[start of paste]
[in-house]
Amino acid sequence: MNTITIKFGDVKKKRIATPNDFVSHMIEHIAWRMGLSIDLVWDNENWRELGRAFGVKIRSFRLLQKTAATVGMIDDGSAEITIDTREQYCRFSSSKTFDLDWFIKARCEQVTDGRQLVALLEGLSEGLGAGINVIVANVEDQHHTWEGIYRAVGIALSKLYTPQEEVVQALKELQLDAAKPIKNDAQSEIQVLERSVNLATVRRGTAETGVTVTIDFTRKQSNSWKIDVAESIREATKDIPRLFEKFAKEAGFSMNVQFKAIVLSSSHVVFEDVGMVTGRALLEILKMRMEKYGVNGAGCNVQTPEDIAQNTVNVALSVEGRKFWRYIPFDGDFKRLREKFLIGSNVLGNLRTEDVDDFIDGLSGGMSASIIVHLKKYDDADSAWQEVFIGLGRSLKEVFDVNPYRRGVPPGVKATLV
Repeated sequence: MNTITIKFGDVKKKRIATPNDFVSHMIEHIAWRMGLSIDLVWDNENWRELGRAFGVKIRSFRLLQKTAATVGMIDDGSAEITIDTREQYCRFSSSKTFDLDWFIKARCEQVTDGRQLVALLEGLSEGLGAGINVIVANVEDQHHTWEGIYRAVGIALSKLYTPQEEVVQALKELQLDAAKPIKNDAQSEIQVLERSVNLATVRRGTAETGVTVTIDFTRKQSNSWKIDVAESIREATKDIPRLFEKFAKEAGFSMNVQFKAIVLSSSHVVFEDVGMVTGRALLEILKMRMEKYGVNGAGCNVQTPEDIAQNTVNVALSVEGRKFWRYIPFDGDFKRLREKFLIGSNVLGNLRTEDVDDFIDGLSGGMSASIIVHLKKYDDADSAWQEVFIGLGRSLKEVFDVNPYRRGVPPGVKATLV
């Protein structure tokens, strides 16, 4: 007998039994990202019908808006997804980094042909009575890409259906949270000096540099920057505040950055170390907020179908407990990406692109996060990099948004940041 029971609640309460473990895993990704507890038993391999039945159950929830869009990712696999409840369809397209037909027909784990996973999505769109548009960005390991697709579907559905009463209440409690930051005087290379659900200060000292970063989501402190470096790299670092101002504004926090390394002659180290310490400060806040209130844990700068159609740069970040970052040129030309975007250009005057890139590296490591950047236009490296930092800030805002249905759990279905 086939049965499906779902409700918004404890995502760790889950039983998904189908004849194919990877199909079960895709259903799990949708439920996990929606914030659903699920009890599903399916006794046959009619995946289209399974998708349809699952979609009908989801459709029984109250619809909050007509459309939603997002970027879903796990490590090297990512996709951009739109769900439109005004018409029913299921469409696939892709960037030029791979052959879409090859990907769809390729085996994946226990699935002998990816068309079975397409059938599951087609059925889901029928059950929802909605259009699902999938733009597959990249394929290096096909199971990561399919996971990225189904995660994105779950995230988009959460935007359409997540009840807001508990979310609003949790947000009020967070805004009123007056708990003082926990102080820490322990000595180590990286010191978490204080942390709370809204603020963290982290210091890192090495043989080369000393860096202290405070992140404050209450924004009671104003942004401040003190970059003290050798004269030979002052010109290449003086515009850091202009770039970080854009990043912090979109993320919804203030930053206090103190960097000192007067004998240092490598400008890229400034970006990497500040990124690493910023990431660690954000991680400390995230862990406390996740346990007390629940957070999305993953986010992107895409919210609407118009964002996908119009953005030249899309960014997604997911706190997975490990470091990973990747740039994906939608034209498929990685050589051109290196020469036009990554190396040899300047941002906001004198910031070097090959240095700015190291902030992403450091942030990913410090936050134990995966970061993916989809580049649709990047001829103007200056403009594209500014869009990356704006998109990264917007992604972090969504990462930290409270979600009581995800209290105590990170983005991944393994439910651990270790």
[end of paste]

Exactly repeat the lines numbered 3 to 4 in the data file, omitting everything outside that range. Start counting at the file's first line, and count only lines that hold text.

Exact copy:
Repeated sequence: MNTITIKFGDVKKKRIATPNDFVSHMIEHIAWRMGLSIDLVWDNENWRELGRAFGVKIRSFRLLQKTAATVGMIDDGSAEITIDTREQYCRFSSSKTFDLDWFIKARCEQVTDGRQLVALLEGLSEGLGAGINVIVANVEDQHHTWEGIYRAVGIALSKLYTPQEEVVQALKELQLDAAKPIKNDAQSEIQVLERSVNLATVRRGTAETGVTVTIDFTRKQSNSWKIDVAESIREATKDIPRLFEKFAKEAGFSMNVQFKAIVLSSSHVVFEDVGMVTGRALLEILKMRMEKYGVNGAGCNVQTPEDIAQNTVNVALSVEGRKFWRYIPFDGDFKRLREKFLIGSNVLGNLRTEDVDDFIDGLSGGMSASIIVHLKKYDDADSAWQEVFIGLGRSLKEVFDVNPYRRGVPPGVKATLV
């Protein structure tokens, strides 16, 4: 007998039994990202019908808006997804980094042909009575890409259906949270000096540099920057505040950055170390907020179908407990990406692109996060990099948004940041 029971609640309460473990895993990704507890038993391999039945159950929830869009990712696999409840369809397209037909027909784990996973999505769109548009960005390991697709579907559905009463209440409690930051005087290379659900200060000292970063989501402190470096790299670092101002504004926090390394002659180290310490400060806040209130844990700068159609740069970040970052040129030309975007250009005057890139590296490591950047236009490296930092800030805002249905759990279905 086939049965499906779902409700918004404890995502760790889950039983998904189908004849194919990877199909079960895709259903799990949708439920996990929606914030659903699920009890599903399916006794046959009619995946289209399974998708349809699952979609009908989801459709029984109250619809909050007509459309939603997002970027879903796990490590090297990512996709951009739109769900439109005004018409029913299921469409696939892709960037030029791979052959879409090859990907769809390729085996994946226990699935002998990816068309079975397409059938599951087609059925889901029928059950929802909605259009699902999938733009597959990249394929290096096909199971990561399919996971990225189904995660994105779950995230988009959460935007359409997540009840807001508990979310609003949790947000009020967070805004009123007056708990003082926990102080820490322990000595180590990286010191978490204080942390709370809204603020963290982290210091890192090495043989080369000393860096202290405070992140404050209450924004009671104003942004401040003190970059003290050798004269030979002052010109290449003086515009850091202009770039970080854009990043912090979109993320919804203030930053206090103190960097000192007067004998240092490598400008890229400034970006990497500040990124690493910023990431660690954000991680400390995230862990406390996740346990007390629940957070999305993953986010992107895409919210609407118009964002996908119009953005030249899309960014997604997911706190997975490990470091990973990747740039994906939608034209498929990685050589051109290196020469036009990554190396040899300047941002906001004198910031070097090959240095700015190291902030992403450091942030990913410090936050134990995966970061993916989809580049649709990047001829103007200056403009594209500014869009990356704006998109990264917007992604972090969504990462930290409270979600009581995800209290105590990170983005991944393994439910651990270790």